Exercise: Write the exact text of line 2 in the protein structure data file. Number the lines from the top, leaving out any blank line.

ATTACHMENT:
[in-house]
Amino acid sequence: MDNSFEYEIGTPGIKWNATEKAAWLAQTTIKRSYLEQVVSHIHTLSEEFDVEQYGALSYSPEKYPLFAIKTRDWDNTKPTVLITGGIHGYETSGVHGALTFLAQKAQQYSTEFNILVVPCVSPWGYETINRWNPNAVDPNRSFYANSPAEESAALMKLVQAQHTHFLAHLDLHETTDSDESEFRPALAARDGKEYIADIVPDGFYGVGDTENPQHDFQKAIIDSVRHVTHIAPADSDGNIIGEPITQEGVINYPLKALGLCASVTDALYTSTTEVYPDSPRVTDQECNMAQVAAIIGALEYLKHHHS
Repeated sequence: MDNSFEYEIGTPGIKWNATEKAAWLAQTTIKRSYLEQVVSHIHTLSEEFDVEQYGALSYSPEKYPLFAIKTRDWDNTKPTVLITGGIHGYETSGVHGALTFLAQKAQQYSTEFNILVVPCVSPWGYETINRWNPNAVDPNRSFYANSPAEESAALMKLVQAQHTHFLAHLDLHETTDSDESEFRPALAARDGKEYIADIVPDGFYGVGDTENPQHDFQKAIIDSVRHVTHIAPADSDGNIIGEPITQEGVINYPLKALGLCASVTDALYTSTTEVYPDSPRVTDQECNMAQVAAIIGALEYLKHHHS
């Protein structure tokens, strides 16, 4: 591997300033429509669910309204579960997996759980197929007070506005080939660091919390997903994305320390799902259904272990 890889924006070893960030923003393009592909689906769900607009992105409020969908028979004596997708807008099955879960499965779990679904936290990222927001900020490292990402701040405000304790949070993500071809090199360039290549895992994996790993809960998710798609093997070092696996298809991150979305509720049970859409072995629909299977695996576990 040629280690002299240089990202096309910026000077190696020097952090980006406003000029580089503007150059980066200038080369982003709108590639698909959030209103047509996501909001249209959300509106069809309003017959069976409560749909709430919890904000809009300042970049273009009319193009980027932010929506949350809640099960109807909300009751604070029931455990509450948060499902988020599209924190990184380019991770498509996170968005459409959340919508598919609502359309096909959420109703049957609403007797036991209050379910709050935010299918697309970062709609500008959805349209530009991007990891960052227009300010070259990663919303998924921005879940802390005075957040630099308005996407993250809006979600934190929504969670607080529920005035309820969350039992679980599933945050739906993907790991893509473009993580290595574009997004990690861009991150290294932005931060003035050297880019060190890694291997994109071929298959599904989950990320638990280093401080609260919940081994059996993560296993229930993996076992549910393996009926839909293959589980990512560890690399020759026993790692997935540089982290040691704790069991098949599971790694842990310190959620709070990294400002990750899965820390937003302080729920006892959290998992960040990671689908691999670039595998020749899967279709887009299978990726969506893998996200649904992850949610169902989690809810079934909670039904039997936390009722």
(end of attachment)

Amino acid sequence: MDNSFEYEIGTPGIKWNATEKAAWLAQTTIKRSYLEQVVSHIHTLSEEFDVEQYGALSYSPEKYPLFAIKTRDWDNTKPTVLITGGIHGYETSGVHGALTFLAQKAQQYSTEFNILVVPCVSPWGYETINRWNPNAVDPNRSFYANSPAEESAALMKLVQAQHTHFLAHLDLHETTDSDESEFRPALAARDGKEYIADIVPDGFYGVGDTENPQHDFQKAIIDSVRHVTHIAPADSDGNIIGEPITQEGVINYPLKALGLCASVTDALYTSTTEVYPDSPRVTDQECNMAQVAAIIGALEYLKHHHS